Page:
• Car trouble: If you’re planning on renting a car at your destination, you have to declare any additional people who may drive the car besides yourself. There are added fees for each additional person. If your spouse or family member is the one driving with you, you may be able to get the fee waived. Make sure you inquire whether this benefit is available to you. Check with you care insurance carrier to determine if you can waive insurance in a foreign destination.  Most of the time, the answer is no.

Stick up for yourself

If you feel the airline has not followed through on your flight rights, you can make an appeal to the U.S. Department of Transportation (USDOT) for fairness.

You can call the US DOT Aviation Consumer Protection Division (ACPD) at any time of the day at 24 202-366-2220 (TTY 202-366-0511). You can also contact them via snail mail:

Aviation Consumer Protection Division, C-75

U.S. Department of Transportation

1200 New Jersey Ave. S.E.

Washington, D.C. 20590

Finally, you can also contact the ACPD and file a complaint or inquiry online. Be sure to include your address and daytime telephone number so they can get in touch with you.

If your complaint is less about a nuisance and more about a safety concern, contact the Federal Aviation Administration:

Federal Aviation Administration

Aviation Safety Hotline, AAI-3

800 Independence Avenue, SW

Washington, DC 20591

Or call 1-866-TELL-FAA (1-866-835-5322).

A few health tips for the air

Now that you’ve booked a great trip and know how to be responsible and savvy with your airline, keep these important health tips in mind before your fly:

  1. Recent surgeries: You should avoid flying if you’ve recently had surgery on your eye, mouth or abdomen. The pressure changes caused by ascent and descent can cause you some major discomfort. That also goes for a sinus infection. If you’re majorly stuffed up, you might feel it in a real way during your flight.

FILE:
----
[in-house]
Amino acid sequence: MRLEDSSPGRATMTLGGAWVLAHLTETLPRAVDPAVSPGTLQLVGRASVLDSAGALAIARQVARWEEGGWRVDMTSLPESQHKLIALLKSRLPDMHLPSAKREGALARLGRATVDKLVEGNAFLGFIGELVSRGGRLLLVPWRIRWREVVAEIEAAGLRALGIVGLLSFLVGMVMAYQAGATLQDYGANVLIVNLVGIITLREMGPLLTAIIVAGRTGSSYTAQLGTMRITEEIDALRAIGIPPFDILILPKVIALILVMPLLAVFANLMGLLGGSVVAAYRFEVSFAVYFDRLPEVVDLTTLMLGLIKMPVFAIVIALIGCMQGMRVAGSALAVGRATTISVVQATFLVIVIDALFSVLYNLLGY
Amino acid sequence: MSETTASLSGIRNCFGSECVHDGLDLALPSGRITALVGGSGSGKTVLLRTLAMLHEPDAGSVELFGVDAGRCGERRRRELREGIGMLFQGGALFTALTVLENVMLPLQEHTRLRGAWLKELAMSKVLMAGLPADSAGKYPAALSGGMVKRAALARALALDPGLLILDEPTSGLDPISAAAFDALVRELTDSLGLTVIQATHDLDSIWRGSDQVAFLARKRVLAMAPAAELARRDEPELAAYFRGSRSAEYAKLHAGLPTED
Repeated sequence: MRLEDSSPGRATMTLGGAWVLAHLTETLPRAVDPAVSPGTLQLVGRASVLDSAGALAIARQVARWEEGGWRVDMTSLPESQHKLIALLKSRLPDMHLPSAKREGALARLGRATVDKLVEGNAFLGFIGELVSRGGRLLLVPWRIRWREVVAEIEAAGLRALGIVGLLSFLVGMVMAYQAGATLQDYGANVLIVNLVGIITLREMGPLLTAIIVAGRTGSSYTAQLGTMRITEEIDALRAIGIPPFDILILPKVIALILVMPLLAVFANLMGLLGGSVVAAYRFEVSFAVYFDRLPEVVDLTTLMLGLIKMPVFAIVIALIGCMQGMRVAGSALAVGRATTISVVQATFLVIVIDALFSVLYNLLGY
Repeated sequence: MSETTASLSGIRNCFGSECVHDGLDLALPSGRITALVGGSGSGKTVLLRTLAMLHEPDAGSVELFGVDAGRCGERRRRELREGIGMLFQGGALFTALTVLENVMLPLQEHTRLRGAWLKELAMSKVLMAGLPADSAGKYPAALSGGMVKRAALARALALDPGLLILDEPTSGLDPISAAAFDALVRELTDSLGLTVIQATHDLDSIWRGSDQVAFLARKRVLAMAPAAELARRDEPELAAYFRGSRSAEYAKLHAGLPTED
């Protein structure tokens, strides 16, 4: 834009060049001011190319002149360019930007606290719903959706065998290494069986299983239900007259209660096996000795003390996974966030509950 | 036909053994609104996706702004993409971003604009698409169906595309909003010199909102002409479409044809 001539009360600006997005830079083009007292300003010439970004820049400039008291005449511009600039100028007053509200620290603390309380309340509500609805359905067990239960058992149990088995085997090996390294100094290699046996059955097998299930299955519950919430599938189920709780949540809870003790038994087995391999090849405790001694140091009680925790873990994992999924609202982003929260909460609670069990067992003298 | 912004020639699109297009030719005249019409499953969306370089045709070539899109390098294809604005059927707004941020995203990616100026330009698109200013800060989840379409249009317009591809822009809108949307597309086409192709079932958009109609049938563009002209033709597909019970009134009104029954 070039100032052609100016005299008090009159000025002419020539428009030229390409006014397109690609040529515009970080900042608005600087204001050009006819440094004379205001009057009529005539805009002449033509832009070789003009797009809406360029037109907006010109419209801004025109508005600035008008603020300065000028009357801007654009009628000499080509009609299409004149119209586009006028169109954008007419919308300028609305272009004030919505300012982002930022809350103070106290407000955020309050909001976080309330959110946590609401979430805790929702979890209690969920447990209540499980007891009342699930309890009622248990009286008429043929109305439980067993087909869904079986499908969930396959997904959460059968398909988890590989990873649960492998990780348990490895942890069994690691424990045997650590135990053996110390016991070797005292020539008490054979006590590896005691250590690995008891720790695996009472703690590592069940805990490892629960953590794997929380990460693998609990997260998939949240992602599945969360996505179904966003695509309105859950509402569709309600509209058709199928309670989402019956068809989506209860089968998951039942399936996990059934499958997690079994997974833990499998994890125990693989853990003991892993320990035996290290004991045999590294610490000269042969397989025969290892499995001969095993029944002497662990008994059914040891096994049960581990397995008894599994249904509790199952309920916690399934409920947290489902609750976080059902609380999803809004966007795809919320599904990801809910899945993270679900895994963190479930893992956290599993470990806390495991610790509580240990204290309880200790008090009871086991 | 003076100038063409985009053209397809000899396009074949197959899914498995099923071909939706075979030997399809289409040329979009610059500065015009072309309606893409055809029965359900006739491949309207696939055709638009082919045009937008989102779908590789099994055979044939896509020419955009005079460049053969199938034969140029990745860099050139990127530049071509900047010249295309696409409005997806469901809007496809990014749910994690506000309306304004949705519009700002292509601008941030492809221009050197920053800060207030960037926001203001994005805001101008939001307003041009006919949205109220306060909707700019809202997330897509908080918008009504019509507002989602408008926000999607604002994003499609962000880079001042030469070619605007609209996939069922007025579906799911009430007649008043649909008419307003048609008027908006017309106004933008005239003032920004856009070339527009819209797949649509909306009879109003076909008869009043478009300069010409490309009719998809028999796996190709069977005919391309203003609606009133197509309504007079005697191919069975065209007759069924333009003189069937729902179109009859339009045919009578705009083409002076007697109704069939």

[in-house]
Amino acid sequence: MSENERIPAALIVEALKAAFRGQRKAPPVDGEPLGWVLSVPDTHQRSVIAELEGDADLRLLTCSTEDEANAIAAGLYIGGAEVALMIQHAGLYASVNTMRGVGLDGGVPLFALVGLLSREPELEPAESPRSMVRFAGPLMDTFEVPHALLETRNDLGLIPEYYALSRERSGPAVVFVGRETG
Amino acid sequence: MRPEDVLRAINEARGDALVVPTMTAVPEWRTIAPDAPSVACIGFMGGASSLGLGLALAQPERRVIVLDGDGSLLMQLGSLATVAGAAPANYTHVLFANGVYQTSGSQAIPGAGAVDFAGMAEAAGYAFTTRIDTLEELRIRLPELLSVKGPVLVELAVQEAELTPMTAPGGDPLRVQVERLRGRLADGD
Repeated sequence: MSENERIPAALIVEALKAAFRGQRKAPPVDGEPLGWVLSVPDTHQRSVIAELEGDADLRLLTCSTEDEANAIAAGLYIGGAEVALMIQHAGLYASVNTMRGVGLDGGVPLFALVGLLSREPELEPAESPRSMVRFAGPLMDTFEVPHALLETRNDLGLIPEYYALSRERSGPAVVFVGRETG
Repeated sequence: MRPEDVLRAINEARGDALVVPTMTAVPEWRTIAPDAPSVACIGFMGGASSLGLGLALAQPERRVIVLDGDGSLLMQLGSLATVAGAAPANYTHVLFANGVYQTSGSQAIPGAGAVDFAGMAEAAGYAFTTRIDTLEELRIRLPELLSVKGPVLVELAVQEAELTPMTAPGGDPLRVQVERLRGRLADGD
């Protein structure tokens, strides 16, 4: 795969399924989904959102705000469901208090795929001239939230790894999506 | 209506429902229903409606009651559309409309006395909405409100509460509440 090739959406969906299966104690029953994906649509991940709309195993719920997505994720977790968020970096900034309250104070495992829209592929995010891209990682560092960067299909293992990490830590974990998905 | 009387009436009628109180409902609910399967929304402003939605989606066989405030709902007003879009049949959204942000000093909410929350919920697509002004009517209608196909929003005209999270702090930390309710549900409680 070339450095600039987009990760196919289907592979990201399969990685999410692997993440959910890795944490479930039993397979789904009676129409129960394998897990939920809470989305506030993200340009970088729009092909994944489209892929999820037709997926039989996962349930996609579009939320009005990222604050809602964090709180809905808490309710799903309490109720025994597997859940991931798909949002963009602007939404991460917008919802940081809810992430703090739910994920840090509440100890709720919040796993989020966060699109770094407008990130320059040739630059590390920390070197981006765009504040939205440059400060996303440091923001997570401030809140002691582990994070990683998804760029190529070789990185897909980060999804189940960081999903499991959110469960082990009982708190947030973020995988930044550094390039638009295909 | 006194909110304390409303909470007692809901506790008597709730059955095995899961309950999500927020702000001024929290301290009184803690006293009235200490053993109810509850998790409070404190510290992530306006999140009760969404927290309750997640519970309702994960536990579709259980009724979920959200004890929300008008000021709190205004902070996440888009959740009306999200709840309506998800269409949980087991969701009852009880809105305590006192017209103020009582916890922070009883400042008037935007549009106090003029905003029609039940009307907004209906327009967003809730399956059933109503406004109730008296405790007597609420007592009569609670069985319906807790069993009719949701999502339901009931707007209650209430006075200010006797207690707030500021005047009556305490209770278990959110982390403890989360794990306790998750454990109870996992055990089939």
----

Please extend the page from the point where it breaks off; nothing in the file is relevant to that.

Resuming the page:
2. Dehydration: Stay hydrated when you fly. It helps with energy and jet lag. Buy a bottle of water before you board.  Try to avoid overdoing it with caffeinated products like coffee or soda or alcoholic drinks. Becoming dehydrated on a flight can increase your chances of contracting a respiratory infection, which is the last thing you want on your trip.
  3. Jet lag: Switching time zones causes jet lag, which causes fatigue, tired or sleepiness and other physical conditions like haziness or headaches on arrival. Try to adjust your daylight to your destination a few days before you depart.  Try staying awake until the local area’s bedtime. Take melatonin to help you sleep.

For many more ways to ensure that you have an awesome trip, request a free travel safety checklist at Depart Smart.org.  

By | 2017-03-16T11:16:36+00:00 March 15th, 2017|Featured|0 Comments

About the Author:

"Every college student deserves the chance to go abroad, learn something amazing and come home safe. I got that opportunity in college when I spent 10 days in China. I saw incredible skylines and secluded farm villages. I haggled with street vendors in Mandarin. I ate a chicken foot. Then I came home, safe and sound, with a million stories to tell. That’s why Depart Smart’s mission is something I can support. Students need an advocate when they’re out seeing the world. My hope is that with more oversight and accountability, we’ll see fewer crises and tragedies that leave students stranded. That means more stories when they get home."